Another Bad Erisa Case, Deferential Standard for Sedgwick and Sun Trust
In the recent decision of Foster v. Sedgwick Claims Management Services, the Circuit Court of the District of Columbia recently affirmed a finding that Sedgwick, the plan administrator for a Sun Trust plan, had complete and sole discretion in determining whether or not an employee’s medical evidence qualifies as disabling as defined by the plan. A Sun Trust employee, Kelly Foster, elected a long-term disability plan, upon hire. The long-term disability plan was self-funded by Sun Trust, and administered by Sedgwick. Foster was denied benefits and brought suit after exhausting her administrative remedies.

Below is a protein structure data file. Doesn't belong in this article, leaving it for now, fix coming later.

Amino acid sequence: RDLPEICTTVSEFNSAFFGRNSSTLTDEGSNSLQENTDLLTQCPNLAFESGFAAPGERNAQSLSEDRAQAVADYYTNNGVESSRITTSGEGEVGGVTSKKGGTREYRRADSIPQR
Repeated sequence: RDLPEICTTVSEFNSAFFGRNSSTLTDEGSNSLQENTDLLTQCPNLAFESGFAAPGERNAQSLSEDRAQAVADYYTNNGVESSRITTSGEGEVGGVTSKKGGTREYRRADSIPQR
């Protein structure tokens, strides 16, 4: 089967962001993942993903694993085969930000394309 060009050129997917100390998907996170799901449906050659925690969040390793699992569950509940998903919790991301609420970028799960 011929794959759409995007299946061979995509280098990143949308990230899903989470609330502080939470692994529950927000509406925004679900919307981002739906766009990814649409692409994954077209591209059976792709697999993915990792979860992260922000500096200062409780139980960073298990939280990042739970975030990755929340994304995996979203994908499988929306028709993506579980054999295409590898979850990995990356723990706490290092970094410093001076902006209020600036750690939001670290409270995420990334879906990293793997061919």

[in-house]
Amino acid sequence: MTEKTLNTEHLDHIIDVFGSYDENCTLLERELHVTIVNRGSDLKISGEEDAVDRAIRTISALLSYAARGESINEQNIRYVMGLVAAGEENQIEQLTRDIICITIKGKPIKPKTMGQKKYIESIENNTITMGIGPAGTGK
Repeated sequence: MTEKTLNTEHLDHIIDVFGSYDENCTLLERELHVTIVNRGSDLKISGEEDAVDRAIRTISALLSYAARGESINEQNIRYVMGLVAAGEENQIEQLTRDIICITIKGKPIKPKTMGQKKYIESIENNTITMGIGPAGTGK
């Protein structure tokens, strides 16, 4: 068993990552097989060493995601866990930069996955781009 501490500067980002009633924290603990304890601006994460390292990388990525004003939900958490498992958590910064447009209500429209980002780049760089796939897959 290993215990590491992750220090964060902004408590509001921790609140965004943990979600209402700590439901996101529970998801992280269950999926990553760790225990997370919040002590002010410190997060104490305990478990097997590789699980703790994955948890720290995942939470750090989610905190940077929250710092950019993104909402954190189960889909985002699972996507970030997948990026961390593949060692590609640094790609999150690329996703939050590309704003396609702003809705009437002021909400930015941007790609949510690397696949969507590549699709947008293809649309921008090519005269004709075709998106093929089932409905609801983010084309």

The Court applied a deferential standard of review in examining Sedgwick’s claim denials. Sun Trust’s plan explicitly granted broad discretion to Sedgwick to interpret the terms of Foster’s LTD plan. Under a deferential standard of review, claims administrators like Sedgwick are not constrained to limitations of a well reasoned decision for termination of benefits. Rather, as long as the plan was interpreted in a reasonable manner the Court will give great deference to a plan administrator’s decision and will decline to find a wrongful denial. Unfortunately, the ERISA statute provides insurance companies and their paid administrators this type of discretion making it more difficult for claimants to receive their long term disability benefits.